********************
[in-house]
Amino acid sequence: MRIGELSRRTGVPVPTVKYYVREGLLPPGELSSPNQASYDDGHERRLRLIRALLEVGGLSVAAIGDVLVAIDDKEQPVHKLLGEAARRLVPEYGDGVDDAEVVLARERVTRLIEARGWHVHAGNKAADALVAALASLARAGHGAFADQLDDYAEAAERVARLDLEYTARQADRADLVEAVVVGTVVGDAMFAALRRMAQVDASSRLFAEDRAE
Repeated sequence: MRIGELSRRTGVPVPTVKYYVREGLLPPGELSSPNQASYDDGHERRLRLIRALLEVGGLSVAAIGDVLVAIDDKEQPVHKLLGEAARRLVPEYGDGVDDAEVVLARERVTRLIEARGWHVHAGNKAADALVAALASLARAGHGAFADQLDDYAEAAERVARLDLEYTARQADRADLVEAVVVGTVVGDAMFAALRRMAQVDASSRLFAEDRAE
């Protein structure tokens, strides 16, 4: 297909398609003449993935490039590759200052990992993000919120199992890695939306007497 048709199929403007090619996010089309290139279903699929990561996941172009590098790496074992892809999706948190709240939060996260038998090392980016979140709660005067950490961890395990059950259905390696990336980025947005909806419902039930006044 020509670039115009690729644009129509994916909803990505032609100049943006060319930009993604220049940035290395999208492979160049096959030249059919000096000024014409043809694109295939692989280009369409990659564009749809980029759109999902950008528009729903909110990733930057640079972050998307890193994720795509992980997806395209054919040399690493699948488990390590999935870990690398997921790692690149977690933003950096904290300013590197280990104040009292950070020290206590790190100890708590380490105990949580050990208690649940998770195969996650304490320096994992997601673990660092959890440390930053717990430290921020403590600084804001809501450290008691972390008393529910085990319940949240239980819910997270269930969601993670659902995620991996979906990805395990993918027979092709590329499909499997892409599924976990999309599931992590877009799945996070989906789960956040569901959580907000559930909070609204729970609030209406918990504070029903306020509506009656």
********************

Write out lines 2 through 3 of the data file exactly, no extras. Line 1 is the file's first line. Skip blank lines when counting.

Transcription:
Amino acid sequence: MRIGELSRRTGVPVPTVKYYVREGLLPPGELSSPNQASYDDGHERRLRLIRALLEVGGLSVAAIGDVLVAIDDKEQPVHKLLGEAARRLVPEYGDGVDDAEVVLARERVTRLIEARGWHVHAGNKAADALVAALASLARAGHGAFADQLDDYAEAAERVARLDLEYTARQADRADLVEAVVVGTVVGDAMFAALRRMAQVDASSRLFAEDRAE
Repeated sequence: MRIGELSRRTGVPVPTVKYYVREGLLPPGELSSPNQASYDDGHERRLRLIRALLEVGGLSVAAIGDVLVAIDDKEQPVHKLLGEAARRLVPEYGDGVDDAEVVLARERVTRLIEARGWHVHAGNKAADALVAALASLARAGHGAFADQLDDYAEAAERVARLDLEYTARQADRADLVEAVVVGTVVGDAMFAALRRMAQVDASSRLFAEDRAE